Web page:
Unless you’re immersed in a particular group of people, the word opera likely brings up some rather specific images for you and I’m willing to bet that it likely includes a lot of old people in powdered wigs. Either that or maybe it’s brought up a kind of personality type in your mind that you don’t necessarily have the utmost fondness for. After all, in a lot of popular media, being a fan of opera or even just classical music is shorthand for “I’m a judgemental snobby asshole”, and it’s used by a large number of hack writers. At its most benign, you have characters like Brian from Family Guy, who isn’t necessarily a good character but is often seen as the cultured foil to Peter’s stupidity. Even that doesn’t save him from being the stereotypical asshole that is too good for everyone else, however. At its worst, this trope finds a comfortable home in puritanical, stuffy straw-men in any “rock is bad” stories. When it’s played for laughs, you get things like the gents in 2Cellos playing “Thunderstruck” for a horrified audience of (shocker) people in period costumes and powdered wigs. When it’s meant to be a call to arms, you get characters like Reverend Shaw Moore, the minister who rallied against modern music and dancing in Footloose. Whatever flavor you want to add to it, the base is the same in these portrayals: classical music, and especially opera, is only for oppressive, snobby, boring and very out of touch people. Perhaps this would be why Lionsgate did its level best to completely disown the 2008 film Repo! The Genetic Opera.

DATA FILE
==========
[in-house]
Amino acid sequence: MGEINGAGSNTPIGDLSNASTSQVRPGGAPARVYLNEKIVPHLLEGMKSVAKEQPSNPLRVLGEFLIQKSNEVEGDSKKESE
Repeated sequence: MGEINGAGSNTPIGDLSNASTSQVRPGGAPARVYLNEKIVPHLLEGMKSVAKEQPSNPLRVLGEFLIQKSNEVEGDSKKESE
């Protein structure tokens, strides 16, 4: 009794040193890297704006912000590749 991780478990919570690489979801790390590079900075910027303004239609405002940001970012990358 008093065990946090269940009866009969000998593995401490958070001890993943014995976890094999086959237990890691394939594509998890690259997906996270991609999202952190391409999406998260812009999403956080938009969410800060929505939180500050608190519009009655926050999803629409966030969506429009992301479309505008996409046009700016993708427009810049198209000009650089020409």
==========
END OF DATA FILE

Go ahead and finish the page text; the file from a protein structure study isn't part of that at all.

Now to be completely clear here, this is still a horror movie and it’s not actually an opera at all but I’ll get to that shortly. First, a little backstory: According to the hallowed halls of the intertubes, this film got its start when writer Darren Smith, inspired by one of his friends losing his home to foreclosure, thought about the nature of repossession and got the disturbing idea about what it would be like to have people financing their vital organs. The idea grew and soon with co-writer Terrance Zdunich (who has played the Graverobber in every version of this story to date), created the first version of the tale, then called The Necromerchant’s Debt. This was a musical that was first performed in a small theatre in LA in 2002 under Darren Lynn Bousman’s direction. That name might be familiar if you’ve seen any of the Saw sequels, for which he was known at the time. Without Bousman’s passion for bringing the project to screen, it would never have been shot. According to rumor that I remember being passed around at the time of this film’s release, Bousman even refused directing duties to one of the Saw films if the studio wouldn’t green light Repo! for him to do next. I can find no mention of that these days, so it might just be a rumor but I do very much remember one of thing about this film’s release and that was that the studio wanted absolutely nothing to do with it. It was painfully obvious considering that Bousman and Zdunich were more or less forced to do all their own promotion for the film. Think about that for a second. When’s the last time that you saw any filmmaker forced to power their own hype machine? We’re not talking about someone sitting down with big name directors or producers to talk about it on one of those Hollywood lifestyle shows either. We’re talking, going out and making their own videos and putting them out on YouTube and bringing their own grassroots campaigns to the internet to get people talking about this movie. Later on, the pair even went so far as to go on tour with it to host screenings. And they were forced to do this because other than the trailer, there was a whole lot of not much that Lionsgate or Twisted Pictures did to promote this film at all.